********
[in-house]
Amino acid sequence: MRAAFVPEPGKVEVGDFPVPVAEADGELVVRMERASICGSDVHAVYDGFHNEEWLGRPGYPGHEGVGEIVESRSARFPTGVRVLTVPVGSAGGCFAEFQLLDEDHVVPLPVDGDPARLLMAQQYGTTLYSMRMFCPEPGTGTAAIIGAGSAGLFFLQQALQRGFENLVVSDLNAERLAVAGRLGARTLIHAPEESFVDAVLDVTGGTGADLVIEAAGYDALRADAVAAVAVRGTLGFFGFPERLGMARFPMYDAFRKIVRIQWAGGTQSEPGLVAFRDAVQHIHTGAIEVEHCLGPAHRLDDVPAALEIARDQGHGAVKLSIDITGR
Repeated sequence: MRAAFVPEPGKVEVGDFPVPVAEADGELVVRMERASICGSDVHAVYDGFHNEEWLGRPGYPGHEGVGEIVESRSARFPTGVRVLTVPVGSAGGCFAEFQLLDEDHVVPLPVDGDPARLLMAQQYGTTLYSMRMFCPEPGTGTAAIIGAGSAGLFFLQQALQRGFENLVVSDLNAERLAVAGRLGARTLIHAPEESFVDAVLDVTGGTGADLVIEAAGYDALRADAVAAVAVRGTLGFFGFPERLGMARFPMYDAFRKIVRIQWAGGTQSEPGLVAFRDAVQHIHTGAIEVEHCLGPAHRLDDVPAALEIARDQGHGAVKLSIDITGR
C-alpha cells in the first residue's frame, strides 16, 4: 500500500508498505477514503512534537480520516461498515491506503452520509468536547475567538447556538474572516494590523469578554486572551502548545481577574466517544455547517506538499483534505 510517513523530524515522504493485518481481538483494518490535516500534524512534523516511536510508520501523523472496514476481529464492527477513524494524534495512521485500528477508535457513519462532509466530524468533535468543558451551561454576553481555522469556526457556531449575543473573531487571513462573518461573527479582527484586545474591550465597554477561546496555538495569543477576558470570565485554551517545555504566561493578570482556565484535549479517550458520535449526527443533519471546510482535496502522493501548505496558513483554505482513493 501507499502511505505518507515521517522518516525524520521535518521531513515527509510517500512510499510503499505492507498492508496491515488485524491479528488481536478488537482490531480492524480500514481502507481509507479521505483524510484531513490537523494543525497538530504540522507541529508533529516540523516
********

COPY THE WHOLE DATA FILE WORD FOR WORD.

[in-house]
Amino acid sequence: MRAAFVPEPGKVEVGDFPVPVAEADGELVVRMERASICGSDVHAVYDGFHNEEWLGRPGYPGHEGVGEIVESRSARFPTGVRVLTVPVGSAGGCFAEFQLLDEDHVVPLPVDGDPARLLMAQQYGTTLYSMRMFCPEPGTGTAAIIGAGSAGLFFLQQALQRGFENLVVSDLNAERLAVAGRLGARTLIHAPEESFVDAVLDVTGGTGADLVIEAAGYDALRADAVAAVAVRGTLGFFGFPERLGMARFPMYDAFRKIVRIQWAGGTQSEPGLVAFRDAVQHIHTGAIEVEHCLGPAHRLDDVPAALEIARDQGHGAVKLSIDITGR
Repeated sequence: MRAAFVPEPGKVEVGDFPVPVAEADGELVVRMERASICGSDVHAVYDGFHNEEWLGRPGYPGHEGVGEIVESRSARFPTGVRVLTVPVGSAGGCFAEFQLLDEDHVVPLPVDGDPARLLMAQQYGTTLYSMRMFCPEPGTGTAAIIGAGSAGLFFLQQALQRGFENLVVSDLNAERLAVAGRLGARTLIHAPEESFVDAVLDVTGGTGADLVIEAAGYDALRADAVAAVAVRGTLGFFGFPERLGMARFPMYDAFRKIVRIQWAGGTQSEPGLVAFRDAVQHIHTGAIEVEHCLGPAHRLDDVPAALEIARDQGHGAVKLSIDITGR
C-alpha cells in the first residue's frame, strides 16, 4: 500500500508498505477514503512534537480520516461498515491506503452520509468536547475567538447556538474572516494590523469578554486572551502548545481577574466517544455547517506538499483534505 510517513523530524515522504493485518481481538483494518490535516500534524512534523516511536510508520501523523472496514476481529464492527477513524494524534495512521485500528477508535457513519462532509466530524468533535468543558451551561454576553481555522469556526457556531449575543473573531487571513462573518461573527479582527484586545474591550465597554477561546496555538495569543477576558470570565485554551517545555504566561493578570482556565484535549479517550458520535449526527443533519471546510482535496502522493501548505496558513483554505482513493 501507499502511505505518507515521517522518516525524520521535518521531513515527509510517500512510499510503499505492507498492508496491515488485524491479528488481536478488537482490531480492524480500514481502507481509507479521505483524510484531513490537523494543525497538530504540522507541529508533529516540523516